I decided to do a bit of a “first-year reflection” style post here, in summation of my two semesters spent as a HASTAC Scholar and one semester spent as a SUNY New Paltz DASH Lab intern. In short, I’ve learned a lot, still have a far way to go, and am constantly amazed at how much info, technology, and programs are out there-- along with the dedicated people that use them.
- My very first HASTAC blog post and involvement in the cohort.
My Comp I students utilizing Hawksites as a digital platform for online persona creation.
The assignment was to create a New Paltz equivalent of a Wordpress blog, put up content, and write a paper summarizing the process. My intent was for them to examine what changes when taking text and putting it into a space that a wider audience could view, and gearing them up for practicing writing in a technical or professional sense. Their given situation was to create a site for a job, either fictionalized or real. Some struggled with finding a given path, but others went right into immediate job prospects. Jobs ranged from political science internships, daycare positions, and culinary careers.
To prepare for the assignment, we spent some class time reviewing what aesthetic decisions (fonts, colors, image placement) go into crafting a site that fits your personal message or “persona.” A good analogy for getting to this would be Pinterest boards or mood boards, objects and things that make up a larger theme or idea! This sort of thinking went into working with Wordclouds as well. We also spent a full class learning Hawksites, navigating through creating accounts and getting started with basics.
Teaching in a computer lab benefited this part of the stage greatly. I also found it helpful to have one day of full workshopping, where students worked individually on their projects. This was a challenging project with lots of small moving parts. Generally, my students felt happy with their finished products and enjoyed the challenge of writing and composing in a new context.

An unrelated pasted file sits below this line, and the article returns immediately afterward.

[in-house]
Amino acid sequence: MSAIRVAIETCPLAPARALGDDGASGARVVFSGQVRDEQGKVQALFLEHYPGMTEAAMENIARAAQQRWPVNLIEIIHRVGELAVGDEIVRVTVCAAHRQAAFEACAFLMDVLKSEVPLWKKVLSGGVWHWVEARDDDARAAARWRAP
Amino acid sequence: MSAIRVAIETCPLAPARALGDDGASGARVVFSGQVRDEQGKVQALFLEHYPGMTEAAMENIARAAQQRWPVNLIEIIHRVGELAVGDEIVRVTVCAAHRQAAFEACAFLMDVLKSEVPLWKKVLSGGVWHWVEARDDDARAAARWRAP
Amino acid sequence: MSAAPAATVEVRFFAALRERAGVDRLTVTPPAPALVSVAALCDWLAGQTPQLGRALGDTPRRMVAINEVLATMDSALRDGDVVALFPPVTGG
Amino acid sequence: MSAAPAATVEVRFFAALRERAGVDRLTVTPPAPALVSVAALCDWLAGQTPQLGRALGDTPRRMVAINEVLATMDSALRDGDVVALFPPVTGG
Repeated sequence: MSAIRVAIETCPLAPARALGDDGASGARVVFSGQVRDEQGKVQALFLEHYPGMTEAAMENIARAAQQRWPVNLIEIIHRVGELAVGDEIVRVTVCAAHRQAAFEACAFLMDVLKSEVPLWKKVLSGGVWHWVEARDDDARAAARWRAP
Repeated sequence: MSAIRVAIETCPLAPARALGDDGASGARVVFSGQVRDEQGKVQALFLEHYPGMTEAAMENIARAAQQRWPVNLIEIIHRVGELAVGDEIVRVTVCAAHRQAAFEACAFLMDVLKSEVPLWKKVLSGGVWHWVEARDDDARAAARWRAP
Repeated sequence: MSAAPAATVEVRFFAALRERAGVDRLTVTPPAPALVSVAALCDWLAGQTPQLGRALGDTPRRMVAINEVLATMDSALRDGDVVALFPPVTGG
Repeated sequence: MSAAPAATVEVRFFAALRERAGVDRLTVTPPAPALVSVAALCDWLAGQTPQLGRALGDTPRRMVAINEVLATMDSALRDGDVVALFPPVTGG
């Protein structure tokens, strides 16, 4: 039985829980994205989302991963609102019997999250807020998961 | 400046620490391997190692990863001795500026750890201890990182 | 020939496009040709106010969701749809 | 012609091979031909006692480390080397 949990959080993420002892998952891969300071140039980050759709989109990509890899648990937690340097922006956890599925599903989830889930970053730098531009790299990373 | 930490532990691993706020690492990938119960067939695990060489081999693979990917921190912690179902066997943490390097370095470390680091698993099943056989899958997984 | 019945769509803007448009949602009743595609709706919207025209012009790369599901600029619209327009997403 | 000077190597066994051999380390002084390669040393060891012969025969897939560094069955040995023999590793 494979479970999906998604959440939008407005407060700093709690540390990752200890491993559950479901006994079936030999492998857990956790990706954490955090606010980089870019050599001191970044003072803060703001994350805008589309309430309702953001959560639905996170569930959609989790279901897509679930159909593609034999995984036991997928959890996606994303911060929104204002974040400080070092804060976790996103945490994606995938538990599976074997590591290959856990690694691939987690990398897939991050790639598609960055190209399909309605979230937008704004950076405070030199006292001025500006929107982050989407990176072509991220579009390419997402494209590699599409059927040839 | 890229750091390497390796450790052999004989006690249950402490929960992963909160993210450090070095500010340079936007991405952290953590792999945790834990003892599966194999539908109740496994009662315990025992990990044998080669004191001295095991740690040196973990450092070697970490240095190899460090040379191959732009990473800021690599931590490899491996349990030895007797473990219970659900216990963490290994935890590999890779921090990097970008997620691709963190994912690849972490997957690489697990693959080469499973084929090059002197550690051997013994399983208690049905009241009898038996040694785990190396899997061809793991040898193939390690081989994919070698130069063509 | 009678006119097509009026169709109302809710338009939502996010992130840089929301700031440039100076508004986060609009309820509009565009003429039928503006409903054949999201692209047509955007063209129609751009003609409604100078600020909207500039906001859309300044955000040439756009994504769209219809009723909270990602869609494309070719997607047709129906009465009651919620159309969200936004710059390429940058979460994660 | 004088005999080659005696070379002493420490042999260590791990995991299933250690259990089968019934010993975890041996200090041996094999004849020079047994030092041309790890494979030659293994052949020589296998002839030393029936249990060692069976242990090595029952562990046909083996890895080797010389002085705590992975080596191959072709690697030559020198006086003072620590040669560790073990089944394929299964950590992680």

- Getting through one of the most academically rigorous semester I’ve experienced so far, along with teaching and working weekends. This one was a toughie and taught me that sometimes there isn't enough time or energy or proper headspace to do everything at once.
- Beginning my journey as a DASH Lab Fellow.
- Teaching my first DASH Lab orientation to faculty and students based around Omeka.net.
- Helping out with the launch of the “I am/ We are” podcast series with the DASH Lab, DASH Club, and DASH Board.
- Learning how to navigate new to me digital tools: programs like Audacity, SketchUp, and ArcGIS as well as skills like small scale coding, sound editing, and video essays. The other interns in the DASHLab space were fantastic individuals with a wide range of skillsets, and I will miss them terribly (they all graduated!). My faculty advisor Melissa Rock, a professor in the Geography, Asian Studies, and WGS Studies at New Paltz, was likewise amazing.
- Learning how much more there is to learn in the DASH Lab space.
- Having my Composition II students attend a sound booth and Audacity training session then an images/video copyright library training session. These were steps in having students work on a video essay assignment. The video essays were created using WeVideo, and were based off of students’ much longer 6-8 page multi-source research essays. Primarily, we looked at information getting transformed through medium. How does medium affect message? What tools afford different styles of persuasion? What tools are easier or more difficult to work with?
The most difficult parts of the assignment were the initial slump of working with audio recording and editing, finding properly copyrighted images, then using WeVideo to put all the parts together. Some students had a difficult time navigating how to cite material in MLA.
While many felt that the project was cumbersome while they were doing it, at the end of the semester most found the video essay to be a favorite Composition II assignment. I wish I had a bit more time to teach video essays, but the semester moved at a quick pace! There was also no specified computer room space to teach in this semester.
- Brainstorming, organizing, and participating in my first Twitter chat (Pedagogy Project 2.0) with some other talented HASTAC Scholars and our peer mentor Kalle Westerling. Here are some reflections from that chat, written by Kylie Korsnack!
Fall 2018-Spring 2019 semester goals as a HASTAC Scholar:
- Attend the HASTAC 2019: “Decolonizing Technologies, Reprogramming Education” conference in Vancouver. Also, getting my feelers out for other academic conferences. Another shout out to those that already offered suggestions via Twitter.
- Become a bit more active on Twitter.
- Expand the DASH Lab and DASH Club.
- Learn, read, explore, interact, and make more connections to the DH world. Also...To keep in mind that there is always room to grow and that resting is sometimes okay too.
How was everyone else's first year? Second year? Other amounts of years?